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Digital Noise Reduction and Just Noticeable Differences: 2015

Digital Noise Reduction and Just Noticeable Differences: 2015

August 14, 2015 In the News

Pittman (2011) reported modern digital noise reduction (DNR) circuits do not have a negative impact on speech perception, and for older children, DNR significantly improved word learning rates in noise. Dillon (2012) reported that directional microphones and modern DNR circuits are beneficial and should be used all the time for children and adults. Pittman (2013) reported that modern DNR circuits can improve the signal-to-noise ratio (SNR) up to 6 dB. Ng and colleagues (2013) reported that DNR circuits “virtually cancelled out” the negative effects of background noise with regard to recall and DNR allowed more rapid word identification.

Magnusson et al (2013) reported that while using closed ear molds with DNR and directional microphones together, a statistically significant improvement in SNR occurred. Lowery and Plyler (2013) report that DNR and directional microphones are used to reduce the deleterious effects of background noise with regard to modern hearing aid amplification systems. Desjardins and Doherty (2014) evaluated listening effort with and without DNR across 12 adult experienced hearing aid wearers and stated that, “The NR algorithm used in this study significantly reduced” listening effort in the more difficult listening situation and they concluded NR significantly reduces listening effort for older patients.

Nonetheless, the just noticeable difference (JND) for SNR for speech has rarely been reported. McShefferty et al (2015) reported that the only previous published article on JND for SNR was by Killion (2004), which indicated subjects performed at chance level given a 2 dB SNR difference and achieved 90 percent correct given a 4 dB SNR. Killion reported that a 2 dB SNR advantage was likely beneficial, however, the benefit was unlikely to be noticed in a real-world environment.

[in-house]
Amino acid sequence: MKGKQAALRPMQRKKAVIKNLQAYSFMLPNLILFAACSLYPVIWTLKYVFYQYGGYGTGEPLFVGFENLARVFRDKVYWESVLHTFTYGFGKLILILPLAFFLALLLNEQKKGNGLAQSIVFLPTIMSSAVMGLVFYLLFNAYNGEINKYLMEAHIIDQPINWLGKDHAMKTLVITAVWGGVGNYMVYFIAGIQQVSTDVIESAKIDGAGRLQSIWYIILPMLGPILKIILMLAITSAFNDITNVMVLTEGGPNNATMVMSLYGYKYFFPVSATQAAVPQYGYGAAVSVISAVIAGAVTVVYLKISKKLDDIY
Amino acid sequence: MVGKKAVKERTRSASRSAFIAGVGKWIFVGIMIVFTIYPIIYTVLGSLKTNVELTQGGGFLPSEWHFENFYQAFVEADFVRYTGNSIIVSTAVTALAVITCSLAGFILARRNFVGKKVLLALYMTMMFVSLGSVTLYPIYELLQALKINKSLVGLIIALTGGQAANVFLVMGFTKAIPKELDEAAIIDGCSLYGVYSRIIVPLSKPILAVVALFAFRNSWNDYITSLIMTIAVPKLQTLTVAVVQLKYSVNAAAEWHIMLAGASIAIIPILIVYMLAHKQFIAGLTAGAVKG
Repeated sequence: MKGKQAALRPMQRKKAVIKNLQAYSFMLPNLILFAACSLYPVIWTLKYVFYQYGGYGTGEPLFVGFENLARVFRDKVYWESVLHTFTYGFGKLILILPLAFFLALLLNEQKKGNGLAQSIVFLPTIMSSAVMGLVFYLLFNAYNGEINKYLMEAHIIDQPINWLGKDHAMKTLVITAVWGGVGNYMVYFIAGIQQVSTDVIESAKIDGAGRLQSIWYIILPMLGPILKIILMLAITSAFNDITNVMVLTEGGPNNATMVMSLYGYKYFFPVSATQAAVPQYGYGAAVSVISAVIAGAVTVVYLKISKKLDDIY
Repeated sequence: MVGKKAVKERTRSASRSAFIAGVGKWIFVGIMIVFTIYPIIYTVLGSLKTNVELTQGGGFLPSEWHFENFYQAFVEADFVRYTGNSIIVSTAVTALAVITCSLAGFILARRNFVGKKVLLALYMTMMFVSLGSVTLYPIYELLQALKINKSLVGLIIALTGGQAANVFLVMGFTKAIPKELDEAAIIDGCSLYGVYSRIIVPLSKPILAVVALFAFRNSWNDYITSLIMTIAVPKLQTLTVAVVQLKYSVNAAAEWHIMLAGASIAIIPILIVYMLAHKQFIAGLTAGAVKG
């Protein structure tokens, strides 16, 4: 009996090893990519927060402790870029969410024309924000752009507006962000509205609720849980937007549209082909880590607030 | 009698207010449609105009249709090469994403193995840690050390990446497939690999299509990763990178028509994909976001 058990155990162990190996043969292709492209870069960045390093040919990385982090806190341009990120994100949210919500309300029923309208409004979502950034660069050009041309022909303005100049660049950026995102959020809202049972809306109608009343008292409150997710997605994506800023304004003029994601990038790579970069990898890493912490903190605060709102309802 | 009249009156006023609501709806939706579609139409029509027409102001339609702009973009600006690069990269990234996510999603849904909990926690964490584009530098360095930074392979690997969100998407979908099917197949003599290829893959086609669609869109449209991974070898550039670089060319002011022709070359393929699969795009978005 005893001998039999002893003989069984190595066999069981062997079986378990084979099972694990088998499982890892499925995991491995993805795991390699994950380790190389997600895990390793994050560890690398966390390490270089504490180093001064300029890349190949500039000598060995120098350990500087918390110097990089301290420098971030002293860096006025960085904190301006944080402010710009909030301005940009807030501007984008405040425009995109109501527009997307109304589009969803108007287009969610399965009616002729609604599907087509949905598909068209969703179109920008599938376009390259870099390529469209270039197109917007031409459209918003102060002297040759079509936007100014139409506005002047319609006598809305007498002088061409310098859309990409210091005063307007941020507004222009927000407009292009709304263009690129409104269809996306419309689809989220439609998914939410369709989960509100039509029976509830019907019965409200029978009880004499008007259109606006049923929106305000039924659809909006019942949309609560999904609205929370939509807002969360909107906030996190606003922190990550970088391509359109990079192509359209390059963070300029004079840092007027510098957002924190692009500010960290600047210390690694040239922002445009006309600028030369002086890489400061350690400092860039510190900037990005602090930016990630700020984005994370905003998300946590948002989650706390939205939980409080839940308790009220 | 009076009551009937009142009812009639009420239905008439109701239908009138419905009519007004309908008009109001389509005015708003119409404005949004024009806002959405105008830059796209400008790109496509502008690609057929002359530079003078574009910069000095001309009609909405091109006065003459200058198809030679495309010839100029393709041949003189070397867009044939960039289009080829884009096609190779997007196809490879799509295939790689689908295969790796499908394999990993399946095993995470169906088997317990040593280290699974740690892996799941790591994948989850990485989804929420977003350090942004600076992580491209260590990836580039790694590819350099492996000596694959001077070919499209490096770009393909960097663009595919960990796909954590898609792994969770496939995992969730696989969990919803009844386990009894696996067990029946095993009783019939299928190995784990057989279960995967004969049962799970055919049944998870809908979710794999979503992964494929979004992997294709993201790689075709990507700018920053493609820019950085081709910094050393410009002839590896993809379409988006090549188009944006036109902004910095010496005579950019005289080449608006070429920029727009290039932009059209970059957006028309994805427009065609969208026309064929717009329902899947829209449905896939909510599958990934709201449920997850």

McShefferty et al evaluated 69 people with multiple levels of hearing loss and normal hearing and reported on average a JND of SNR occurred at 3 dB.  They suggest DNR in hearing aids “may need to achieve a benefit greater than 3 dB to be reliably discriminable….” That is, despite multiple advantages of DNR (see paragraph one, above) the SNR improvement generally needs to be better than 3 dB for the patient to perceive an improvement in the SNR.

For More Information, References, and Recommendations

Desjardins JL, Doherty KA. (2014) The Effect of Hearing Aid Noise-Reduction on Listening Effort in Hearing Impaired Adults. Ear & Hearing 35(5):600-610.

Dillon. H. (2012): American Academy of Audiology Interview

Killion MC. (2004) Myths about hearing in noise and directional microphones. Hearing Review 11(14):72–73.

Lowery KJ, Plyler PN. (2013) The Effects of Noise Reduction Technologies on the Acceptance of background noise. Journal of the American Academy of Audiology. 24:649-659.

Magnusson L, Laesson A, Persson M, Tengstrand T. (2013) Speech Recognition in Noise Using Bilateral Open-Fit Hearing Aids – The Limited benefit of Directional Microphones and Noise Reduction. International Journal of Audiology 52:29-36.

McSheferty D, Whitmer WM, Akeroyd MA. (2015) The Just Noticeable Difference in Speech-to-Noise Ratio. Trends in Amplification19:1-9.

Ng EHN, Rudner M, Lunner T, Pedersen MS, Ronnberg J. (2013) Effects of Noise and Working Memory Capacity on Memory Processing of Speech for Hearing Aid Users. International Journal of Audiology 52:433-441.

Pittman A. (2011) Age-Related Benefits of Digital Noise Reduction for Short-Term Word Learning in Children With Hearing Loss .Journal of Speech, Language and Hearing Research 54 (October):1448-1463.

Pittman A. (2014): American Academy of Audiology interview with Andrea Pittman, Ph.D

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